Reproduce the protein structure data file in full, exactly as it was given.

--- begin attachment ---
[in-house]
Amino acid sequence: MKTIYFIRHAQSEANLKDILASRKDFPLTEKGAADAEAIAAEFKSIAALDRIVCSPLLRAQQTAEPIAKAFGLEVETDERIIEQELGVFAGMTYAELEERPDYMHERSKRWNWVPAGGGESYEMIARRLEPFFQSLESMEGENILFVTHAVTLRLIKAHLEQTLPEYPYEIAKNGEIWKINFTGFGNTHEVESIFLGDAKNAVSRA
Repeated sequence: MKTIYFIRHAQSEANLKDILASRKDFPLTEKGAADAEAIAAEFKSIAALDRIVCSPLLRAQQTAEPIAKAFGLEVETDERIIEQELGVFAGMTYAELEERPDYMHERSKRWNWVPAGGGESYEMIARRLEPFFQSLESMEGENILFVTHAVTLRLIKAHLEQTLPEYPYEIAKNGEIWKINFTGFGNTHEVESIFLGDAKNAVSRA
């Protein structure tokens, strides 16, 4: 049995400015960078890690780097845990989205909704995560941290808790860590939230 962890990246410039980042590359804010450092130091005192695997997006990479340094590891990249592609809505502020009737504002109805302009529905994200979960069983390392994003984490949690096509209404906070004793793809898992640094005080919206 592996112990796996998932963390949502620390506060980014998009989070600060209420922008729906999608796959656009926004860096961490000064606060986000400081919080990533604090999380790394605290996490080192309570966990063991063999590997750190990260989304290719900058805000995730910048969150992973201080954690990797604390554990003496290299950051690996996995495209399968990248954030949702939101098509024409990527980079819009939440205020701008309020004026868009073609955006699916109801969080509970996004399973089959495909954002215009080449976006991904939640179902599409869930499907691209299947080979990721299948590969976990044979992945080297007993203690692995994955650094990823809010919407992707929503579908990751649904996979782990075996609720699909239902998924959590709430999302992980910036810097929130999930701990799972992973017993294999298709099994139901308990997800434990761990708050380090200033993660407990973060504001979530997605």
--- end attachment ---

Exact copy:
[in-house]
Amino acid sequence: MKTIYFIRHAQSEANLKDILASRKDFPLTEKGAADAEAIAAEFKSIAALDRIVCSPLLRAQQTAEPIAKAFGLEVETDERIIEQELGVFAGMTYAELEERPDYMHERSKRWNWVPAGGGESYEMIARRLEPFFQSLESMEGENILFVTHAVTLRLIKAHLEQTLPEYPYEIAKNGEIWKINFTGFGNTHEVESIFLGDAKNAVSRA
Repeated sequence: MKTIYFIRHAQSEANLKDILASRKDFPLTEKGAADAEAIAAEFKSIAALDRIVCSPLLRAQQTAEPIAKAFGLEVETDERIIEQELGVFAGMTYAELEERPDYMHERSKRWNWVPAGGGESYEMIARRLEPFFQSLESMEGENILFVTHAVTLRLIKAHLEQTLPEYPYEIAKNGEIWKINFTGFGNTHEVESIFLGDAKNAVSRA
């Protein structure tokens, strides 16, 4: 049995400015960078890690780097845990989205909704995560941290808790860590939230 962890990246410039980042590359804010450092130091005192695997997006990479340094590891990249592609809505502020009737504002109805302009529905994200979960069983390392994003984490949690096509209404906070004793793809898992640094005080919206 592996112990796996998932963390949502620390506060980014998009989070600060209420922008729906999608796959656009926004860096961490000064606060986000400081919080990533604090999380790394605290996490080192309570966990063991063999590997750190990260989304290719900058805000995730910048969150992973201080954690990797604390554990003496290299950051690996996995495209399968990248954030949702939101098509024409990527980079819009939440205020701008309020004026868009073609955006699916109801969080509970996004399973089959495909954002215009080449976006991904939640179902599409869930499907691209299947080979990721299948590969976990044979992945080297007993203690692995994955650094990823809010919407992707929503579908990751649904996979782990075996609720699909239902998924959590709430999302992980910036810097929130999930701990799972992973017993294999298709099994139901308990997800434990761990708050380090200033993660407990973060504001979530997605």